CAREL PEDRE/AFP/Getty Images
This image, obtained from Twitter, purportedly shows Haitians standing amid rubble after a huge quake measuring 7.0 rocked the impoverished Caribbean nation.
This image, obtained from Twitter, purportedly shows Haitians standing amid rubble after a huge quake measuring 7.0 rocked the impoverished Caribbean nation. CAREL PEDRE/AFP/Getty Images
From the moment the earthquake hit Haiti, eyewitness accounts have been spreading quickly on Twitter, Facebook and other social media and online forums, offering telling details about the disaster.
Despite the collapse of so much of Haiti's infrastructure in Tuesday's quake, at least one preliminary report seems to indicate that there's been limited Internet access, helping to enable the flurry of online activity.
The Haitian Embassy in Washington, D.C., reports that "telephone communication is down, and Internet communication is sporadic" in the island nation.
There are one million Internet users and just nine Internet hosting companies in Haiti, according to the CIA World Factbook.
Haiti is the poorest country in the Western Hemisphere and its telecommunications infrastructure is "among the least developed in Latin America and the Caribbean" with domestic facilities that are "barely adequate," according to the CIA.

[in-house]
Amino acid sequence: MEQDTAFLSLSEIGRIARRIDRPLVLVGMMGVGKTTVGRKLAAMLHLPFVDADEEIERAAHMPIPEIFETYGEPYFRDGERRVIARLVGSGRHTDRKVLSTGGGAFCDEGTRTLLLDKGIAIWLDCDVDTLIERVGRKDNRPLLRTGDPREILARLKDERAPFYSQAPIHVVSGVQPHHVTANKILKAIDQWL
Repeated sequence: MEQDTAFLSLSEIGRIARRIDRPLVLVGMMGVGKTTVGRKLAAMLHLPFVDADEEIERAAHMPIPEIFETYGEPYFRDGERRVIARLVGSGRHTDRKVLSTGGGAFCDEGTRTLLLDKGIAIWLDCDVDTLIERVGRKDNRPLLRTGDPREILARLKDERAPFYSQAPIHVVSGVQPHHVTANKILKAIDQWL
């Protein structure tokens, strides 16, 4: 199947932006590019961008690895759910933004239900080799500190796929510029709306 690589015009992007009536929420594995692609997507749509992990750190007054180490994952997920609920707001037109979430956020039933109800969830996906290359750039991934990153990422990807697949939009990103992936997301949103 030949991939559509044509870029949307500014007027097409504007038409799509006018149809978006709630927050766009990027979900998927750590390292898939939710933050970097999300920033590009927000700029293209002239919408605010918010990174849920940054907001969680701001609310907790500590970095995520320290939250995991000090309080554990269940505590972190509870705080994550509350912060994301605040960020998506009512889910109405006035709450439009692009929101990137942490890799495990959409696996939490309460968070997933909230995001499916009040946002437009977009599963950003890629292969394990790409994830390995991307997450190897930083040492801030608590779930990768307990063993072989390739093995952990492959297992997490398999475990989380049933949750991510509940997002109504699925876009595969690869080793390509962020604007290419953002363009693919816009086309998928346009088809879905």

Even though phone services have expanded since the introduction of low-cost GSM cell phones a few years ago (as of 2008, there were about 3.2 million mobile phones in the country), the collapse of the country's communications infrastructure is likely to make rescue and relief even harder to coordinate.
One U.S. student who was traveling with a group from a South Florida charity in Haiti was able to send a text message back to the U.S. to indicate that the entire group was safe and sound.
Individuals and relief organizations have been posting video footage of the earthquake on YouTube as well as emergency appeals for assistance.
Some Haitians are also turning to online broadcasting and chatrooms such as those on Ustream to offer updates.
Through Twitter, Richard Morse, a musician and hotel manager in Port-au-Prince, reported that many of the big buildings in the Haitian capital were down.
In addition to citizen accounts of the damage, tweets have also included dramatic photos of the carnage posted by Daniel Morel and by resident journalists like Carel Pedre showing destroyed buildings and piles of rubble.
NPR has compiled a list of Twitter users who say they have first-hand reports from Haiti.
Meanwhile, relief organizations are also keeping the online world abreast of their rescue and relief efforts.
Doctors Without Borders is providing updates on Twitter explaining how it is "setting up tent clinics to replace damaged medical facilities." On Facebook, a senior staff member described the situation as "chaotic": After visiting five medical centers in Haiti including a major hospital, they observed that "most of them were not functioning."